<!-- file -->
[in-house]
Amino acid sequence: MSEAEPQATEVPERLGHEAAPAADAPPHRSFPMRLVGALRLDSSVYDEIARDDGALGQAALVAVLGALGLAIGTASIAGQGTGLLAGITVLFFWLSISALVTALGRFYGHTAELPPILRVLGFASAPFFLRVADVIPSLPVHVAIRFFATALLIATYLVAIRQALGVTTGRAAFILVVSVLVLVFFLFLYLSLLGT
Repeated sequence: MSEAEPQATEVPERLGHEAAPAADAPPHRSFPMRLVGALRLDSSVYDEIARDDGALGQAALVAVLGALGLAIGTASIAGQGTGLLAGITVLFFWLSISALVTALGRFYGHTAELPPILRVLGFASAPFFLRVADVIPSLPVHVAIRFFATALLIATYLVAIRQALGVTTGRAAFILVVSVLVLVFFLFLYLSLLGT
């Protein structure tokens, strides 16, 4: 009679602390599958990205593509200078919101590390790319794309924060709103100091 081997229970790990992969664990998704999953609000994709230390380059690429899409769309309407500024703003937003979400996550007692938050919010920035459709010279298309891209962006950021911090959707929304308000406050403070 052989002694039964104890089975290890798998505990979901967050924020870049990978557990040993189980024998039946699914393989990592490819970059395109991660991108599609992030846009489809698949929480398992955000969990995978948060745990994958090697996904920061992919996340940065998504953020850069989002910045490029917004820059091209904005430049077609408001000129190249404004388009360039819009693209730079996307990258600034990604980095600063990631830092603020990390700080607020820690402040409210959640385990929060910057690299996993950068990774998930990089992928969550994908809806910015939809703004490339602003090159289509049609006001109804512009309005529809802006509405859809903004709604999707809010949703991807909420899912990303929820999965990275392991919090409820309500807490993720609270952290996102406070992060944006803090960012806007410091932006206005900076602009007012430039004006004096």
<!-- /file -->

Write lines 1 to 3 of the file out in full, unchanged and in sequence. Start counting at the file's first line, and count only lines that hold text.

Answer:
[in-house]
Amino acid sequence: MSEAEPQATEVPERLGHEAAPAADAPPHRSFPMRLVGALRLDSSVYDEIARDDGALGQAALVAVLGALGLAIGTASIAGQGTGLLAGITVLFFWLSISALVTALGRFYGHTAELPPILRVLGFASAPFFLRVADVIPSLPVHVAIRFFATALLIATYLVAIRQALGVTTGRAAFILVVSVLVLVFFLFLYLSLLGT
Repeated sequence: MSEAEPQATEVPERLGHEAAPAADAPPHRSFPMRLVGALRLDSSVYDEIARDDGALGQAALVAVLGALGLAIGTASIAGQGTGLLAGITVLFFWLSISALVTALGRFYGHTAELPPILRVLGFASAPFFLRVADVIPSLPVHVAIRFFATALLIATYLVAIRQALGVTTGRAAFILVVSVLVLVFFLFLYLSLLGT